Tuesday, 23 June 2020

Kerbal Space Program

I haven't played video games since the days of GTA3 on PS2. After weeks of boredom I bought myself a computer specifically to play a very niche, 5+ year old game. Kerbal Space Program is about space exploration. The characters looks funny and childish and there are lots of silly jokes in it. Despite that it's a deeply technical and difficult game. You have to design rockets and spaceships (from a large collection of parts which stick together like lego) and fly them to other celestial bodies. The game doesn't place any limitations on your designs or flight profiles except for actual physics. Gravitational and aerodynamic forces are modelled accurately.  Physical and thermal stress and deformation of all the parts are modelled. The orbital mechanics is accurate and difficult.

Yesterday for example I was at a moon and realized that I had no idea how to initiate a transfer back to the planet because I was on a polar orbit (the plane was normal to the moon's orbit). The answers seem to be 1) wait ¼ of a month 2) spend a huge amount of Δv on inclination changes 3) if the gravity is low enough escape northwards and start from there.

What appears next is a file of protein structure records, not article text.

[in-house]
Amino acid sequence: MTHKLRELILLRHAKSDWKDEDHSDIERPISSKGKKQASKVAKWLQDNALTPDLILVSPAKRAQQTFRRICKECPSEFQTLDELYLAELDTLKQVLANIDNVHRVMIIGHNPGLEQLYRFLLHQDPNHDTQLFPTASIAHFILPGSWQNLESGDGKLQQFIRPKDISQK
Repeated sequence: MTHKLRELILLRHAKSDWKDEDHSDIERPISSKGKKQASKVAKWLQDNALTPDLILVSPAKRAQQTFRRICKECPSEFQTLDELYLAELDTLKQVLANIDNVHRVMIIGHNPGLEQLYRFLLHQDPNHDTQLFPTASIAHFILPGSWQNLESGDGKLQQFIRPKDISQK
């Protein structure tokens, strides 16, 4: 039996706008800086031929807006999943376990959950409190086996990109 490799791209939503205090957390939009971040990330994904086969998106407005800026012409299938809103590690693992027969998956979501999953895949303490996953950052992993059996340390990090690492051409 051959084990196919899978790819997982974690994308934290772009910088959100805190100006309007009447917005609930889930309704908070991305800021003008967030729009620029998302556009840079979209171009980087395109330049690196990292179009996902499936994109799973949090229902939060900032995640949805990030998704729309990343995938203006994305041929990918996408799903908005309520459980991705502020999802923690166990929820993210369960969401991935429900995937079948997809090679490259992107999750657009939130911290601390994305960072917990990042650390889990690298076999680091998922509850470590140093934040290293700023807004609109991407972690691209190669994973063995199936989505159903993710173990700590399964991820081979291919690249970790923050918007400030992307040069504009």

https://xkcd.com/1356/

My favourite thing about the game is what's called "emergent narrative". The designers didn't have script writers, and they never wrote any story lines for me to enjoy, but I find myself with a fascinating challenge that just emerged from the lower levels of simulation. I was in upper atmosphere doing about 3km/s when I discovered a design flaw with my vehicle. The strong experiment storage vessel bridged the gap between the crew capsule and the spent fuel tank that I was trying to eject. The explosive bolts had fired but the bottom half of my rocket was still tied on. When everyone survived and the experiments were recovered it felt like a real achievement.

Richard "Hohmann Transfer" B

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